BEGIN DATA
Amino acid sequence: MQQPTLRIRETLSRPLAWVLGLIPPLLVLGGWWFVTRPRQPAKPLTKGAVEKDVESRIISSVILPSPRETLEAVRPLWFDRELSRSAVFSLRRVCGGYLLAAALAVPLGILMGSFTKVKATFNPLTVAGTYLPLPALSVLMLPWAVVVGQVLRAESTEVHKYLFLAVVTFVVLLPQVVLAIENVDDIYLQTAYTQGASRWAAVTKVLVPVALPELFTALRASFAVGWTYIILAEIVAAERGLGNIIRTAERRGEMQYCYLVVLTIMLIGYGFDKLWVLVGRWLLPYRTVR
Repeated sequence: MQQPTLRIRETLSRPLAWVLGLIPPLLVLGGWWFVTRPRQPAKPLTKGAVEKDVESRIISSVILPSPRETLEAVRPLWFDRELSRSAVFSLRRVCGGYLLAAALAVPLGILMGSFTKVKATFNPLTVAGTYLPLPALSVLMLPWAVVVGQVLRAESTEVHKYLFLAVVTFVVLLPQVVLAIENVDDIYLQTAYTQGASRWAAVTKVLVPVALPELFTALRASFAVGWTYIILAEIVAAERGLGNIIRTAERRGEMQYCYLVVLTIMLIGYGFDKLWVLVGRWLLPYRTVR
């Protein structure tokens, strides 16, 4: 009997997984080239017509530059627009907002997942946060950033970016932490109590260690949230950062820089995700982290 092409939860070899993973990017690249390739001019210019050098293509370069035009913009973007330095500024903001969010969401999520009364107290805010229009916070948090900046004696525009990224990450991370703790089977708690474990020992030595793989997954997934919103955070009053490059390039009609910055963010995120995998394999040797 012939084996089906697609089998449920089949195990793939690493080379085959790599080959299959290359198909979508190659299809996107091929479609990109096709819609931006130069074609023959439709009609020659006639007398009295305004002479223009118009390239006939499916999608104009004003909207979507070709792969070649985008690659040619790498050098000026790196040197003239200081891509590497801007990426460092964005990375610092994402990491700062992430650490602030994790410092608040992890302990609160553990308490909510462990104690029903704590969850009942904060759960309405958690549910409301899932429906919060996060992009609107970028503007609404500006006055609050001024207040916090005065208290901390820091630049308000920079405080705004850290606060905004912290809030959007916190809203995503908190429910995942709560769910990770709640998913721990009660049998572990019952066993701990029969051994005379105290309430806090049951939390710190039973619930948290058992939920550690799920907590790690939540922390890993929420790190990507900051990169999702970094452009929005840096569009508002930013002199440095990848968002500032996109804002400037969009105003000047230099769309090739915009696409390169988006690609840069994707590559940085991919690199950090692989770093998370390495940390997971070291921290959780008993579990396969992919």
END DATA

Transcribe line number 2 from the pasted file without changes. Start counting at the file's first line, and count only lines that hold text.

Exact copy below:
Repeated sequence: MQQPTLRIRETLSRPLAWVLGLIPPLLVLGGWWFVTRPRQPAKPLTKGAVEKDVESRIISSVILPSPRETLEAVRPLWFDRELSRSAVFSLRRVCGGYLLAAALAVPLGILMGSFTKVKATFNPLTVAGTYLPLPALSVLMLPWAVVVGQVLRAESTEVHKYLFLAVVTFVVLLPQVVLAIENVDDIYLQTAYTQGASRWAAVTKVLVPVALPELFTALRASFAVGWTYIILAEIVAAERGLGNIIRTAERRGEMQYCYLVVLTIMLIGYGFDKLWVLVGRWLLPYRTVR